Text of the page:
Elon Musk sees $56bn Tesla pay deal overturned in court

  • By Mariko Oi & Michael Race
  • Business Correspondents, BBC News

image source, Good pictures

A judge in the US state of Delaware has struck down a $55.8bn (£44bn) pay deal awarded to Elon Musk in 2018 by electric car giant Tesla.

A partner sued for overpayment.

Judge Kathleen McCormick said Tesla directors, who negotiated the pay package, were “perhaps starry-eyed” because of Musk's “superstar appeal” and did not fully inform shareholders.

He said the agreement was “incomprehensible” and ruled that it should be annulled.

The pay deal, which was decided back in 2018, was the largest ever in US corporate history and helped make Mr Musk the world's richest man. Bloomberg and Forbes estimate his net worth between $198bn (£162bn) and $220bn (£180bn) in November 2023.

Tesla's package tied Mr Musk's compensation to performance targets such as Tesla's stock price and profitability. He doesn't get paid.

But Tesla shareholder Richard Tornetta argued the CEO was being overpaid. Despite owning just nine Tesla shares, he took legal action to have the award voided. He said shareholders had not been given enough information about how easily Mr Musk's performance targets would be met.

After years of legal wrangling, a week-long trial began in November 2022 where Tesla directors argued that the massive pay award was designed to ensure that Mr Musk, one of the world's most dynamic entrepreneurs, would continue to devote his attention to the company.

But within her 201 page judgment Published on Tuesday, Judge McCormick said incentives for Mr Musk were not the main reason for the oversized pay package. Instead, Tesla directors were often “swept away by the rhetoric” surrounding the controversial chief executive.

Also, Mr Musk had “extensive relationships” with Tesla officials, negotiating the pay award, the judge found. He cited his 15-year business and personal relationship with Ira Ehrenbreis, chairman of the compensation committee.

Mr Ehrenprice sat on the board's compensation committee responsible for negotiating Musk's pay plan, along with Brad Buss, Robin Denholm and Antonio Gracias, but other board members, including James Murdoch and Linda Johnson Rice, were also found to be involved in the process.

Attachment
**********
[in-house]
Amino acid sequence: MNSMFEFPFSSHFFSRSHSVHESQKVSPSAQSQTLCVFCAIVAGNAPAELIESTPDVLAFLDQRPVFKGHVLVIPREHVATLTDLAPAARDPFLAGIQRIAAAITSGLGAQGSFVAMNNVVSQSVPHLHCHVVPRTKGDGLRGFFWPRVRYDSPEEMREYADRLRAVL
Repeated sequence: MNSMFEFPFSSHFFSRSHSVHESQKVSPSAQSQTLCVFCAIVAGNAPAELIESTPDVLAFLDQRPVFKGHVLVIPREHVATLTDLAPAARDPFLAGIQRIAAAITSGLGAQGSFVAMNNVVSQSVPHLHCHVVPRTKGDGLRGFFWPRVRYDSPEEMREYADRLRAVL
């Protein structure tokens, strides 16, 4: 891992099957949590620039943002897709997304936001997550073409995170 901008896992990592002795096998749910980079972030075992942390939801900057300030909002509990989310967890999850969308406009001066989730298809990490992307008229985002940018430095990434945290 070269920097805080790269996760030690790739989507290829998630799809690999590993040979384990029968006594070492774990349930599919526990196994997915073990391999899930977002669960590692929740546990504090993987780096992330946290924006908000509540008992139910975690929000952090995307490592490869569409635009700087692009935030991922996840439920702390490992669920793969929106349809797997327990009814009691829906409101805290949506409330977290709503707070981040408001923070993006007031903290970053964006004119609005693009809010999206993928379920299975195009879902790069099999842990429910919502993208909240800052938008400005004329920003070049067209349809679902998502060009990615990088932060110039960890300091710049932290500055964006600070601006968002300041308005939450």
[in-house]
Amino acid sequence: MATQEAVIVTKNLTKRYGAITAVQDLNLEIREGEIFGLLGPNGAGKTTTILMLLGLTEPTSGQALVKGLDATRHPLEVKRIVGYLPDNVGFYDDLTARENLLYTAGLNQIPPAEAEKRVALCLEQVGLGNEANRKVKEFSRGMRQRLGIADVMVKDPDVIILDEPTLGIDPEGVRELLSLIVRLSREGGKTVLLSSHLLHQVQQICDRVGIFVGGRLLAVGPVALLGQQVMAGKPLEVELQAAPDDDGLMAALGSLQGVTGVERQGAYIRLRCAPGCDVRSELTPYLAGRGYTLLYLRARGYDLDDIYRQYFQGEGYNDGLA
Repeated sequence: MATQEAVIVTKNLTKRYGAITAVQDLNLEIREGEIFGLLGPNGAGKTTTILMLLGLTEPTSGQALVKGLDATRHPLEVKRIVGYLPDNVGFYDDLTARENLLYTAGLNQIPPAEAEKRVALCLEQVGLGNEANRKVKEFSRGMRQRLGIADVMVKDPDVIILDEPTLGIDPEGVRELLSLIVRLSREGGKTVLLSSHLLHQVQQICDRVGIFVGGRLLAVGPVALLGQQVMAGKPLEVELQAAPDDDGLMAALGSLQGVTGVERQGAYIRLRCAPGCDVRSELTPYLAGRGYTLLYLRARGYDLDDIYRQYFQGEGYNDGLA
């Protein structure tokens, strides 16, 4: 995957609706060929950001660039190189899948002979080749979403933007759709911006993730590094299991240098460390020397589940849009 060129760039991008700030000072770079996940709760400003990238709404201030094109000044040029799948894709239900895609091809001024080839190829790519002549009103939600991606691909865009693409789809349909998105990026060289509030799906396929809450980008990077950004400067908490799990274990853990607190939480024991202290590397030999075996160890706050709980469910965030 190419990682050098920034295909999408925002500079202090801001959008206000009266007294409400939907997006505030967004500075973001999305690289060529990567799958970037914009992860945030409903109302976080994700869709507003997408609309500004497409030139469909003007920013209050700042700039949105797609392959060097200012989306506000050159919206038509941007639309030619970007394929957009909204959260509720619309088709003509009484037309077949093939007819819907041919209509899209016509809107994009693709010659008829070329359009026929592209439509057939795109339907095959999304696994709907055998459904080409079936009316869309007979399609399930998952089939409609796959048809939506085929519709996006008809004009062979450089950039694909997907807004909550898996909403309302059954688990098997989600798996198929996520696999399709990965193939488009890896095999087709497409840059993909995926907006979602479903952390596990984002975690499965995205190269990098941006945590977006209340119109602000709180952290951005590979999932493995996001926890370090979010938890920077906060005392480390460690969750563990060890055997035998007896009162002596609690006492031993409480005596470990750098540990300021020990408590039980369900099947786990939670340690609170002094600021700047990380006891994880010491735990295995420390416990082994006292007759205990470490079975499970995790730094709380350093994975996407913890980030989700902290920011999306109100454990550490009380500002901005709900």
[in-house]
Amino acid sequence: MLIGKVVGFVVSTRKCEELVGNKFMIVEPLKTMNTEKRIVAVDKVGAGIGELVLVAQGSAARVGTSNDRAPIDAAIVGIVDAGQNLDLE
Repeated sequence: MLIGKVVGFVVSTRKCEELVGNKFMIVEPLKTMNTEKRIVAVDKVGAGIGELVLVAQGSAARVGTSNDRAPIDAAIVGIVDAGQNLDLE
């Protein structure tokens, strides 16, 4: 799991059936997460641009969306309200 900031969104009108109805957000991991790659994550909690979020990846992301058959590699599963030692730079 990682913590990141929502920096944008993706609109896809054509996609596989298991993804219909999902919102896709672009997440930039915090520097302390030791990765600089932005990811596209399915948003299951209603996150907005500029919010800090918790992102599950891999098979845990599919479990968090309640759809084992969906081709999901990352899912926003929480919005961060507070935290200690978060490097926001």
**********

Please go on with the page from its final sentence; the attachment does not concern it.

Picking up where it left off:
The judge noted that Mr Gracias and Mr Musk were also “close friends” and had business dealings dating back two decades.

Mr Murdoch also became a friend after buying a Tesla Roadster in 2006 or 2007, he said. The couple took family vacations together to Israel, Mexico, and the Bahamas.

Judge McCormick noted that Mr Musk, along with his brother Kimball, who sits on Telsa's board, had recused themselves from the remuneration package for “most meetings and all votes for 2018”.

But he said five of the six directors who voted on the pay package were “Musk favorites or compromises.”

He added that many of the documents cited by Tesla directors as evidence of due process were “drafted, fired or approved” by Todd Maron, Mr Musk's divorce lawyer-turned-general counsel. tears during his deposition”.

“The Compensation Committee and Kasturi are not on different sides. They do not acknowledge the existence of a conflict. This is a cooperative and joint operation,” he wrote.

Following the verdict, Greg Varallo, a lawyer for Tesla shareholder Mr Tornetta, said in an email reported by Reuters that it was a “good day for the good guys”.

In a post on X, formerly known as Twitter, Mr Musk said: “Never incorporate your company in the state of Delaware”.

“If shareholders want to decide things, I recommend incorporating in Nevada or Texas,” he added. He later released a poll asking his followers if Tesla should “shift its corporate headquarters to Texas, home of its physical headquarters.”

The judge's decision can be appealed to the Delaware Supreme Court, but before that happens, the judge must finalize the ruling and decide to award compensation to the attorneys who represented Mr. Tornetta.

Many large companies such as Tesla and Amazon are registered in the state of Delaware, which is known for its light taxation.

Shares of Tesla fell about 2.5% in extended New York trading. They have lost over 20% so far this year.

When Tesla presented Mr Musk's original 10-year pay package in 2018, it attracted widespread public attention. Several stakeholder advisory groups recommended voting against the plan, saying it was too generous.

Brian Quinn, a professor at Boston College Law School, told the BBC that given Mr Musk's influence, “it's hard to justify a transaction like this”.

After selling most of his shares in Tesla to buy the X, Mr Musk currently owns about 13% of the electric carmaker, but recently said he wanted a bigger stake in the company.

Leave a Reply

Your email address will not be published. Required fields are marked *